The Coaching Team.
Gone are the days of the “GURU” coaches.
Sure, the great names of coaching have all been “one man bands” – strong, decisive, authoritarian, leadership focused head coaches who controlled every aspect of the team’s performance.
However, elite sport has developed at an incredible rate over the past twenty years and the knowledge and skills required to win an elite sporting competition are greater than any one person can bring to the table.
Think of the advances in sports science, sports medicine, analysis, IT, nutrition, psychology and technology since the 1980s.
How can we expect that any one person can be THE expert in all performance areas plus coach the team, deal with the media, work with Club Board and Executive, recruit new players, talk to sponsors, meet the fans etc etc etc?
So – the Coaching Team and Performance Team concepts are born.
Coaching: It’s a big job.
In the past, sporting organisations have recruited “Head Coaches” and given them the freedom to change all aspects of the team’s performance environment from the recruitment of young athletes to the strategies and tactics of the senior team.
However, as sport has become more complex and increasingly sophisticated in all performance areas, sporting organisations have realised that often what is needed is a precise set of specialist skills, knowledge and experience to help them perform – a skill set which is unlikely to be provided by a single individual – no matter how talented he / she may be.
The Coaching Team.
In response, organisations have begun developing “Coaching Teams” or “Performance Teams” to provide the solutions to their performance problems.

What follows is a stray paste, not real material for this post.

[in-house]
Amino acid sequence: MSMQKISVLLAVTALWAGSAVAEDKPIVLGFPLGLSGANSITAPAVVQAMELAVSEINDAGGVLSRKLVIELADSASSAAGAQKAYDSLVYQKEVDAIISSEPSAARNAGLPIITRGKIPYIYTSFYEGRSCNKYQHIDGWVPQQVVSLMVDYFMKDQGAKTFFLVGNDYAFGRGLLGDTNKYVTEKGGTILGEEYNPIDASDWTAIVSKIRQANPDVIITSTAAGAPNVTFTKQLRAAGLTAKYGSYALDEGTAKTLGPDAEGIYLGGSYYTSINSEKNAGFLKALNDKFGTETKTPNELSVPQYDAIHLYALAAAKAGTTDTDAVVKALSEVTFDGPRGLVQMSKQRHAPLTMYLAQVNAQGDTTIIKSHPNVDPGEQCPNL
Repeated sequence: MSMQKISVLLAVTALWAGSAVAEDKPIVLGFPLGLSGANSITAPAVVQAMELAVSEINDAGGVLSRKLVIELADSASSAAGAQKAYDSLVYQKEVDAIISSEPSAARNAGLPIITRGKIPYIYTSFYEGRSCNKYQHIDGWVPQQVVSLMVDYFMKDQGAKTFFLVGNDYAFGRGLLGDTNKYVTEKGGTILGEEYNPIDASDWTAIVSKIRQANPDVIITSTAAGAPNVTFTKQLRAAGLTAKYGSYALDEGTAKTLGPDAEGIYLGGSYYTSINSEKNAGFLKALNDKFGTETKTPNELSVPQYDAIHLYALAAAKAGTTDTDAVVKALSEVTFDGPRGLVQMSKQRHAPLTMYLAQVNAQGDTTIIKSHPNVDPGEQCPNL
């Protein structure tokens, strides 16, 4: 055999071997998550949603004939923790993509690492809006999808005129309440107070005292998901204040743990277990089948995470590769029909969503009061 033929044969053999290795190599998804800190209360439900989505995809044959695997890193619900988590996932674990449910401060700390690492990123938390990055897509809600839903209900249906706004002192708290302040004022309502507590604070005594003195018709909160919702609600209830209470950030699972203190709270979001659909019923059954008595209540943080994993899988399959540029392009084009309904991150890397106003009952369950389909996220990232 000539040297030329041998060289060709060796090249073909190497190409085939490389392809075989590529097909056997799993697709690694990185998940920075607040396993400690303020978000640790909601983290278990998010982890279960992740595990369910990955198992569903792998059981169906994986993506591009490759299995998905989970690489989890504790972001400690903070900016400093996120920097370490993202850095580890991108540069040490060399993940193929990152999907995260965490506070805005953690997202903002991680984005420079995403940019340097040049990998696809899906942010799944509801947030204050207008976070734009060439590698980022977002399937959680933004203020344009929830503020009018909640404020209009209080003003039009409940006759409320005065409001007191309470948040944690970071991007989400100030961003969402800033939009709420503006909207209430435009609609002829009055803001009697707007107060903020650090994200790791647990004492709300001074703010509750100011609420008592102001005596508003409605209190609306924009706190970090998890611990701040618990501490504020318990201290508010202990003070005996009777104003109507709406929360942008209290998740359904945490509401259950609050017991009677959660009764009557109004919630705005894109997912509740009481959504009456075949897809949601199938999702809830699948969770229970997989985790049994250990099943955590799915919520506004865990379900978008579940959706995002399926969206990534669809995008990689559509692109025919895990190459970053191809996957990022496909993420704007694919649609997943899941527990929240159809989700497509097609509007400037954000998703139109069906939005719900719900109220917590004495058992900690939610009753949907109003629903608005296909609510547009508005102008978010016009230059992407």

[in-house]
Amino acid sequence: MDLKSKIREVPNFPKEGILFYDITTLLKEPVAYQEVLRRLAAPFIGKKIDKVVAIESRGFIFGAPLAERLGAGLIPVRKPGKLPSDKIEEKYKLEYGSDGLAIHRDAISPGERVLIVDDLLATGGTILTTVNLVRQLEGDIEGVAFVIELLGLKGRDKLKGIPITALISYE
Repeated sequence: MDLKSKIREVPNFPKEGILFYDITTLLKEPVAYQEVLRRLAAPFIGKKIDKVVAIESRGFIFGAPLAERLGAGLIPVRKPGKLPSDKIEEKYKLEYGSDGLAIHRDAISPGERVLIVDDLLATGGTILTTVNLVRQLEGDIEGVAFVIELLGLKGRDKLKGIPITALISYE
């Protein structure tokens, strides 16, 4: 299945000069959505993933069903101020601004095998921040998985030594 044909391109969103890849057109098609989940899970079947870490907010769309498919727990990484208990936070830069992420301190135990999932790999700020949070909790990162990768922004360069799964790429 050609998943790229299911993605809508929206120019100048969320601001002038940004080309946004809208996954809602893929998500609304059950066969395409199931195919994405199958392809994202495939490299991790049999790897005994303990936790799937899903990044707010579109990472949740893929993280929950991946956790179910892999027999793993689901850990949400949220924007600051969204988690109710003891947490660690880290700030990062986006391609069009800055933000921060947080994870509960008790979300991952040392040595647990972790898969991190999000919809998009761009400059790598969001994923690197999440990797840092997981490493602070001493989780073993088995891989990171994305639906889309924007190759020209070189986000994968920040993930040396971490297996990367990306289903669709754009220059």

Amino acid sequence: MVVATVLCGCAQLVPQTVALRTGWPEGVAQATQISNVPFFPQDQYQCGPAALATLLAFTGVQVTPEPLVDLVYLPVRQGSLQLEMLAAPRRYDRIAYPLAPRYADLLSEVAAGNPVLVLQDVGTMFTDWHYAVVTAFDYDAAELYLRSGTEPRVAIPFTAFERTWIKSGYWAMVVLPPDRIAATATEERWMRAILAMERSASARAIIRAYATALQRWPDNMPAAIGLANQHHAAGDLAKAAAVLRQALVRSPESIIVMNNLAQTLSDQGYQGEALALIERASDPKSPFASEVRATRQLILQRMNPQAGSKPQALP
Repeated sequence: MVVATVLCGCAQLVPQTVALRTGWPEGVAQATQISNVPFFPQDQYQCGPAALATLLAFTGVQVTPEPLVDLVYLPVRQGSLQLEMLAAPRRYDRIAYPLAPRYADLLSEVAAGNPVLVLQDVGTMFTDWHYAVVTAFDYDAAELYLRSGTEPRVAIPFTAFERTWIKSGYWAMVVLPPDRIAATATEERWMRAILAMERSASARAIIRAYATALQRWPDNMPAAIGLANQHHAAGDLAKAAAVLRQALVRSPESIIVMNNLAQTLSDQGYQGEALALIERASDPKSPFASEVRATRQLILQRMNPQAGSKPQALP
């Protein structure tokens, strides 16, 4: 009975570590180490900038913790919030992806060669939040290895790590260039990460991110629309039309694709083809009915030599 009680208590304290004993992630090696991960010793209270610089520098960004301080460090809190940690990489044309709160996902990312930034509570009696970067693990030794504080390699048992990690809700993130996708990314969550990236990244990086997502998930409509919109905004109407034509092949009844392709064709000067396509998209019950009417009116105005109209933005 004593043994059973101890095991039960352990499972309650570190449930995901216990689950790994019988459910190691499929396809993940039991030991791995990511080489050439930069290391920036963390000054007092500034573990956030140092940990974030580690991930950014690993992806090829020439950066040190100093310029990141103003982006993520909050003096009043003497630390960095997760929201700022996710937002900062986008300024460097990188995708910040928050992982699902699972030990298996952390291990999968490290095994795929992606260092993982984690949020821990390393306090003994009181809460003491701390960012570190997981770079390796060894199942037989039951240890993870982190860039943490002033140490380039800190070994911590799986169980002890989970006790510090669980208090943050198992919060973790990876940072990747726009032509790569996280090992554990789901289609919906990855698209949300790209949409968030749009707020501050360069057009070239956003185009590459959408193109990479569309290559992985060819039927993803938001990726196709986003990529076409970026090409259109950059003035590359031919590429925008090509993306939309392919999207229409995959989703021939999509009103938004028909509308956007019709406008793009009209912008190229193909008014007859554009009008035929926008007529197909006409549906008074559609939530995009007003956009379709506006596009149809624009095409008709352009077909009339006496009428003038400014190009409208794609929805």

- The first step in creating a Coaching or Performance team is to comprehensively review the organisation and identify it’s needs in the coaching and performance areas.
- Once this has been completed, a “Performance Skills Profile” is developed which details the skills needed by the organisation to compete successfully.
- Then the process of identifying the right people (i.e. as opposed to the right person) to provide these skills can be undertaken.
- CLUB needs coaching skills: A,B,C,D,E,F,G,H,I,J AND K.
- Head Coach has coaching skills: A,B,C,D,H AND K.
- Support Coach One has coaching skills: E,F, I, J AND G.
- Support Coach Two has coaching skills: E,F AND G.
So by hiring these three coaches – a “Coaching Team” – the Club gets the full compliment of coaching skills it needs right now.
This “Coaching Team” concept also applies to the wider “Performance Team”.
The organisation needs performance skills A,B,C,D,E,F,G,H,I,J,K,L,M,N,O,P and Q which are a combination of coaching, sports science, strength and conditioning and medical team skills.
- Head Coach has performance skills A,B,C,D,E AND L.
- High Performance Manager has performance skills F,G, I AND Q.
- Strength and Conditioning Co-ordinator has performance skills H,I, J AND K.
- Team Medical Director has performance skills M,N, O and P.
When recruiting, a sporting organisation needs to clearly understand its performance needs right now.
The organisation needs to identify what skills, knowledge, abilities and experience can help them achieve their performance goals – understanding that with the complexity of modern sport, it will be necessary to employ a team of people rather than try to find a “guru” who can successfully drive all key performance areas at a high level.
The more elite the level of competition, the greater the attention to detail needs to be in all performance areas – and therefore the greater the need for a performance team with high level specialist expertise.
The organisation also needs to accept that their current performance needs will change over time. This means they have to commit to:
- Ongoing training and development of all professional staff;
- Ongoing assessment and evaluation of all professional staff;
- Review and – if necessary – change of professional staff.
The organisation needs to think progressively, innovatively and creatively rather than follow the existing performance team models of other teams and Clubs. There is no one “perfect” performance model for all teams, all sports and all levels of performance.